4. When you plant your bulbs, put a small handful of bone meal in the bottom of the hole to nourish root formation.

    5. Bring ceramic pots inside so they don’t crack in the frost; it’s okay to stack plastic ones outside.

    6. Store birdseed in galvanized garbage cans in the garage so mice so don’t get at it.

    7. Likewise, I discovered that mice are attracted to liquid fish fertilizer and punched tiny holes in the plastic container; keep it in the house or in a mouse-proof container.

    8.Cut your geraniums back hard, shake off the dirt and store in a paper bag in a warm place.  They’ll perk right back up in spring once you plant them and begin watering.

    9. Dig up your dahlia and begonia tubers and winter them inside.  Various ways of doing this on Google.

    Hunker down for the winter and wait for the beautiful, colorful garden catalogues which are produced by teams of gardeners in greenhouses - not like the rest of us.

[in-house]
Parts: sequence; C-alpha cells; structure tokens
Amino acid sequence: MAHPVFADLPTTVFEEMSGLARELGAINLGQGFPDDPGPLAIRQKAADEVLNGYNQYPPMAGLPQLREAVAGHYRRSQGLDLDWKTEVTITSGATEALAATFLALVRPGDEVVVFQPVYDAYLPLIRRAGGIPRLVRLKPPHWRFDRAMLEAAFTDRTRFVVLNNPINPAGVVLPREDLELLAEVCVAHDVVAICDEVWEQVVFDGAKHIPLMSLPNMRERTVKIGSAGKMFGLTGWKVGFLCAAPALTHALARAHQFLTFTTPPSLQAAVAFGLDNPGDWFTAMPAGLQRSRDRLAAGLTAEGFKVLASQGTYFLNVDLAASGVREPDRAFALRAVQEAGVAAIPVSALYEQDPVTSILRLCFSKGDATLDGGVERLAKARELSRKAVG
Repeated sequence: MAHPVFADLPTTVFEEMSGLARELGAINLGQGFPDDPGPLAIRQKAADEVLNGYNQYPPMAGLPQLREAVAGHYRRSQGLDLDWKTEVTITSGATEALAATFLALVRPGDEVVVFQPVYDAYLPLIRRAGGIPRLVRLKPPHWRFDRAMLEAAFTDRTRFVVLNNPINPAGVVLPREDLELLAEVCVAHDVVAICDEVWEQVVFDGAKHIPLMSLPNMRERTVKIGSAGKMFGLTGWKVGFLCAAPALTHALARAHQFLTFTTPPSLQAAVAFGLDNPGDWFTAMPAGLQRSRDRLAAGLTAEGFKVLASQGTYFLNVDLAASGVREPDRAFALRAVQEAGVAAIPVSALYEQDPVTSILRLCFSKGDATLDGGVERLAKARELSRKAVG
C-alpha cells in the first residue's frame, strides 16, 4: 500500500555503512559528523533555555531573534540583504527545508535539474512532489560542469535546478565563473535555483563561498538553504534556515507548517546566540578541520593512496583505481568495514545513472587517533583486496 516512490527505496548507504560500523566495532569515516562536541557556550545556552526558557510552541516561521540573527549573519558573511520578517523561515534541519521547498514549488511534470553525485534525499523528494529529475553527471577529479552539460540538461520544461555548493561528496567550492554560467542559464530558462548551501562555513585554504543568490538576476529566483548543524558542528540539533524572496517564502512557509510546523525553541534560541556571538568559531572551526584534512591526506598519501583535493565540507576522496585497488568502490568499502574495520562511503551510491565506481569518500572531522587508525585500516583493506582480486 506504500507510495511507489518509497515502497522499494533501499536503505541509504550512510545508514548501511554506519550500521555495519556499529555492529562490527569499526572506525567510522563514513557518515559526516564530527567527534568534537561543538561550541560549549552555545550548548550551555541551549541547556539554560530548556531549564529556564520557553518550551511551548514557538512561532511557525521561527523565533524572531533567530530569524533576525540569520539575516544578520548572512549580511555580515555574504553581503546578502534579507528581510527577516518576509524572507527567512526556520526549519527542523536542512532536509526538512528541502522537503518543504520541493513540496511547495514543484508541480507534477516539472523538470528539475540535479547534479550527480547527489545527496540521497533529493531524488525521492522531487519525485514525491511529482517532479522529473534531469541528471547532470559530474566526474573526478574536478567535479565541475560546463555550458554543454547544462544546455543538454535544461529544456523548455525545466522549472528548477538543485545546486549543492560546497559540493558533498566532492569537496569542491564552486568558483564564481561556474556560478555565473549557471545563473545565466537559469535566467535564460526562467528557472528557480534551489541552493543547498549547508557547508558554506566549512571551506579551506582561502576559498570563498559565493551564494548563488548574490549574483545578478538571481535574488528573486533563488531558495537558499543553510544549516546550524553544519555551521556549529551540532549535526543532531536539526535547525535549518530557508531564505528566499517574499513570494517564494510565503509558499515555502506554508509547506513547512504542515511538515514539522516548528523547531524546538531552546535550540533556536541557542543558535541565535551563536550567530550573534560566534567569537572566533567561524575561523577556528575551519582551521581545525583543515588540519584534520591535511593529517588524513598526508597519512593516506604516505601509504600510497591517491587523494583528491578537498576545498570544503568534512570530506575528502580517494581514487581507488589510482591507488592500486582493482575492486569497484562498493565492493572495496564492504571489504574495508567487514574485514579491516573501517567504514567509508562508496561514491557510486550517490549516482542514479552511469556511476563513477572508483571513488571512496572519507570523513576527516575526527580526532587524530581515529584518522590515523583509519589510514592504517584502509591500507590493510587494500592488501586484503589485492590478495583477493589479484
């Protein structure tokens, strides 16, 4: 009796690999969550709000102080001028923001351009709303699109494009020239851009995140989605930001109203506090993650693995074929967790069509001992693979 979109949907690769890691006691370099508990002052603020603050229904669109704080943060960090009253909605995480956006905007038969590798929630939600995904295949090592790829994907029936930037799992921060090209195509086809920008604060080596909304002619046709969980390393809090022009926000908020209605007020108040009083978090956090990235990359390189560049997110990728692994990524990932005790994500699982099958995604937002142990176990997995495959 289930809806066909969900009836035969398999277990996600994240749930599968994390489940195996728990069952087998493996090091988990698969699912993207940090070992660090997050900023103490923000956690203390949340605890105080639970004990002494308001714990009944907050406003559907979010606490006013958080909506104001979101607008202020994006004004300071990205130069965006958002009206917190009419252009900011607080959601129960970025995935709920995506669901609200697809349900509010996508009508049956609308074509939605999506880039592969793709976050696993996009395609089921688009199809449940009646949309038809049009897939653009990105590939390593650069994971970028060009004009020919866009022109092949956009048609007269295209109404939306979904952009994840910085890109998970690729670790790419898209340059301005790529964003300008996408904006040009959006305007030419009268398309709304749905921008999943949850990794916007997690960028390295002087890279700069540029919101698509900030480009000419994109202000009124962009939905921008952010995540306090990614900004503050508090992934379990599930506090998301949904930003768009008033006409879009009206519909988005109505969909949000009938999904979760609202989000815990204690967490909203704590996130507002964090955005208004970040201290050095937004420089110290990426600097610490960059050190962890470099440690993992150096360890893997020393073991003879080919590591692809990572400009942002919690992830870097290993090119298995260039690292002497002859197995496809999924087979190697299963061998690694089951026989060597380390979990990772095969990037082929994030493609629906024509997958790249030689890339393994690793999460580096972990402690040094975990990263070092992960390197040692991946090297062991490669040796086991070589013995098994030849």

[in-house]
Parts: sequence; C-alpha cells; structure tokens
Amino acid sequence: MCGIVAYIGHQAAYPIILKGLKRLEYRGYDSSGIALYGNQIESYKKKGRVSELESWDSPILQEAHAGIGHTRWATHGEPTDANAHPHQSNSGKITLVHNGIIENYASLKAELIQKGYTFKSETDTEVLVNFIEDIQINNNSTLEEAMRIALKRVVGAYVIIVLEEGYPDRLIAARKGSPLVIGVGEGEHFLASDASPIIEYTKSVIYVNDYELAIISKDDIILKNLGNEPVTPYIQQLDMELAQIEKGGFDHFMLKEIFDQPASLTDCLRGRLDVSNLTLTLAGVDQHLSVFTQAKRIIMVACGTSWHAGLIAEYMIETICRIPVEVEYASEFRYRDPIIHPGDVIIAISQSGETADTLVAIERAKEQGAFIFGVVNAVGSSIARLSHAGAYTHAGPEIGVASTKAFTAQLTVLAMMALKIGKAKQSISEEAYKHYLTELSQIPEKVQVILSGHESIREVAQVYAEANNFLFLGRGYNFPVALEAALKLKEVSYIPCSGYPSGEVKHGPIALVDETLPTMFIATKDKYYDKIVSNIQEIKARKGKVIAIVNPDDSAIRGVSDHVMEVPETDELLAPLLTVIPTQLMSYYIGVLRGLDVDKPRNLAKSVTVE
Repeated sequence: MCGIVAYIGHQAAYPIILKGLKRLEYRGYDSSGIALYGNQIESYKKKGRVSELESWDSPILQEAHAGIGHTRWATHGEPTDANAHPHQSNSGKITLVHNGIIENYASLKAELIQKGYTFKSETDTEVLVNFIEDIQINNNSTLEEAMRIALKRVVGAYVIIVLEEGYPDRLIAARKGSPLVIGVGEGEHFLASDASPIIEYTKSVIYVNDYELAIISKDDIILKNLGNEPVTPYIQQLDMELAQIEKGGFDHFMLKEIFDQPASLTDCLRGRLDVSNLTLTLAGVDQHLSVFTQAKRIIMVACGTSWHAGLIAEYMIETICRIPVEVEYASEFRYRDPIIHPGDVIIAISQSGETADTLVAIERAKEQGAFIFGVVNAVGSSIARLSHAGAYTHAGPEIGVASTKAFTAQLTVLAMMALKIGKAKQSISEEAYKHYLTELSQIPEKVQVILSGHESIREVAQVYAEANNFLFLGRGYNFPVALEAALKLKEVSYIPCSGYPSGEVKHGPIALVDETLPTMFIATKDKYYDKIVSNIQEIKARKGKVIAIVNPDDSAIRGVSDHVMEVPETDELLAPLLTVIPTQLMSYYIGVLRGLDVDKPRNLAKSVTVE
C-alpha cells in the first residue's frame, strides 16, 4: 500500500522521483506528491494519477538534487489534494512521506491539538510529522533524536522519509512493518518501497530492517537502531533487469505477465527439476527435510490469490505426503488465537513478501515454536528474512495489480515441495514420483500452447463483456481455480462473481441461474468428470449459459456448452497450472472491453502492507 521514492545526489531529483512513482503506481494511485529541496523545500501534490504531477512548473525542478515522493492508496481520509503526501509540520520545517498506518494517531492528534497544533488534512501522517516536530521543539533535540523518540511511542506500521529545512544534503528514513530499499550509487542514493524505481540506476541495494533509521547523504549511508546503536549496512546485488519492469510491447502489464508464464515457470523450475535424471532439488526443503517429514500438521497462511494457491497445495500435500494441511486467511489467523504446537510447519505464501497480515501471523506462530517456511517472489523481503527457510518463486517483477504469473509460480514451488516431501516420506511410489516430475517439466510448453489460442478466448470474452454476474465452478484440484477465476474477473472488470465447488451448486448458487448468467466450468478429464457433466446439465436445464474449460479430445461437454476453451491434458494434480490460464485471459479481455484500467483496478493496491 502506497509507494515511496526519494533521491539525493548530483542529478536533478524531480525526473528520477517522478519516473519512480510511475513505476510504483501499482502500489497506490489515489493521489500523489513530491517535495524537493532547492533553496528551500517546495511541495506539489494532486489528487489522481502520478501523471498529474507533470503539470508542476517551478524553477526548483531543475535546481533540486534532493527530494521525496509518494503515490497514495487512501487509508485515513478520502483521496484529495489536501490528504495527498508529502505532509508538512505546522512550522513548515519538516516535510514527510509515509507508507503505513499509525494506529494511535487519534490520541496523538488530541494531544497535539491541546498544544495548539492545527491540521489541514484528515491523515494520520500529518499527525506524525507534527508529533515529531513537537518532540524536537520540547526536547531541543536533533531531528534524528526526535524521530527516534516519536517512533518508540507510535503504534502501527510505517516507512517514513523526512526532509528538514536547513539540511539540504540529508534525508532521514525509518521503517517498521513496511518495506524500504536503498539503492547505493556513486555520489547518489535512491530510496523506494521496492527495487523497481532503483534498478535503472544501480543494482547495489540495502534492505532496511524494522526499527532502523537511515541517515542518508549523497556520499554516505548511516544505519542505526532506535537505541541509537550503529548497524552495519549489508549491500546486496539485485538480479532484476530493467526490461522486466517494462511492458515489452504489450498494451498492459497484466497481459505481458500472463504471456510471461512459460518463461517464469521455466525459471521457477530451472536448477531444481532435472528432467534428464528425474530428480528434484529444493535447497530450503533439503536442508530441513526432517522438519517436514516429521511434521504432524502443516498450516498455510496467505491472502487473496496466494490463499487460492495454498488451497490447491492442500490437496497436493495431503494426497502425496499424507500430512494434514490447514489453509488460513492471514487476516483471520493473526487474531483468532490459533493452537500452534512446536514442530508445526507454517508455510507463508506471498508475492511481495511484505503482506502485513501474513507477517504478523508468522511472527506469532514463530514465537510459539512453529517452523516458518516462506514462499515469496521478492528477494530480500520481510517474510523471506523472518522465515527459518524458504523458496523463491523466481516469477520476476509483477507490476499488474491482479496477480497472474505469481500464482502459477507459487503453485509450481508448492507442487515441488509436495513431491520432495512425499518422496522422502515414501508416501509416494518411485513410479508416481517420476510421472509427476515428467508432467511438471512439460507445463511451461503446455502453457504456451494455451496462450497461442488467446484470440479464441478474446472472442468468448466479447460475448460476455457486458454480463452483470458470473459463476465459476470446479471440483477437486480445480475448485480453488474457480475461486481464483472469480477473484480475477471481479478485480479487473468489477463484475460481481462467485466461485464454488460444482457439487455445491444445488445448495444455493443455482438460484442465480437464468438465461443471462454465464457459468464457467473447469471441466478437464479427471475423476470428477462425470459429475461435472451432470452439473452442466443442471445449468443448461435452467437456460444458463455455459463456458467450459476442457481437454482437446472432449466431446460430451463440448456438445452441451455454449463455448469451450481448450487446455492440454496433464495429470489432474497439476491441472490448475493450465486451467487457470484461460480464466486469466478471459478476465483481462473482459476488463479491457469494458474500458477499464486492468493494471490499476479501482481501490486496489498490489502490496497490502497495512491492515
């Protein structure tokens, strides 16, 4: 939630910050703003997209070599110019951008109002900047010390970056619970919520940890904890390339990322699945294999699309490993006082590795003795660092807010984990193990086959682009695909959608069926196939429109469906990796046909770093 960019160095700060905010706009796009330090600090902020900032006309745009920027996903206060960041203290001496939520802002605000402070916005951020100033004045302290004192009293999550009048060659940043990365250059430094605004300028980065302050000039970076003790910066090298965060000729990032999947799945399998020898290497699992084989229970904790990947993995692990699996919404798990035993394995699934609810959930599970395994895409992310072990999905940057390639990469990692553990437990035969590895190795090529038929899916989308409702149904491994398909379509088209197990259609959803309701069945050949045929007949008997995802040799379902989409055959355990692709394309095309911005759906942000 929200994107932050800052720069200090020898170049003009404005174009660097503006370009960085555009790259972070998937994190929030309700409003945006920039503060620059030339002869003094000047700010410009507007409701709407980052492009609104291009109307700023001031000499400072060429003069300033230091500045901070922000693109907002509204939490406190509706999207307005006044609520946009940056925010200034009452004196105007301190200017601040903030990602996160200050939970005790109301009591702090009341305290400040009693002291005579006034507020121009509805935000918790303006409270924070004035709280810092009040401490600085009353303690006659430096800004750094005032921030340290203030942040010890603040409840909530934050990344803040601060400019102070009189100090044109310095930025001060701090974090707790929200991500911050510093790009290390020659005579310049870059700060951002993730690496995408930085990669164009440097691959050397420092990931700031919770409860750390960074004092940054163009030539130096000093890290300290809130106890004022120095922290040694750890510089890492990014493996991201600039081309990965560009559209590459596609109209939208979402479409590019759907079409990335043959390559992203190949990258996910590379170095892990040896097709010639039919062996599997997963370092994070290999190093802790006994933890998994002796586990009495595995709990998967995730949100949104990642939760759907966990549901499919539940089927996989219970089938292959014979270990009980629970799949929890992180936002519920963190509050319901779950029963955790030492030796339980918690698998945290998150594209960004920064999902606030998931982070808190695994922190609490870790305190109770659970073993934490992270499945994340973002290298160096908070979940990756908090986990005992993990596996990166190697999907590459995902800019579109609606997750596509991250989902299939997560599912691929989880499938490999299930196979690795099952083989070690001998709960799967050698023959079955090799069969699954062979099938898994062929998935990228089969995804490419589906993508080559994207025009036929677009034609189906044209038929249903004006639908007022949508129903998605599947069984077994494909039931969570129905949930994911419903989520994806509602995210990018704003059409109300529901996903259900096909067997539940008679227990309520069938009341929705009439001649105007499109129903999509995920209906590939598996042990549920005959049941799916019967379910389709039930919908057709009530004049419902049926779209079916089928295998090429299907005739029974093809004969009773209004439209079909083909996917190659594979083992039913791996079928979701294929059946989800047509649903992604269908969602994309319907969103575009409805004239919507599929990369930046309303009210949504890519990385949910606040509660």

• 11/01/2022 7:39 AM | Innes Mercean (Administrator)

    From Mathew McDowell, Wildflower Island Curator at Teatown Lake Reservation

    Rosedale nursery is a good place to get native shrubs and trees in particular (they have perennials as well but their selection of native herbaceous stuff isn't as good as their native woody plants). They host the Native Plant Center's fundraiser plant sale, which is a good time to pick up stuff.

    I would also recommend the following local nurseries. They all focus on natives, all do it the right way, and all have incredible stock lists of stuff that can be hard to find:  Based in Beacon.  Based in Pawling. In Cortlandt Manor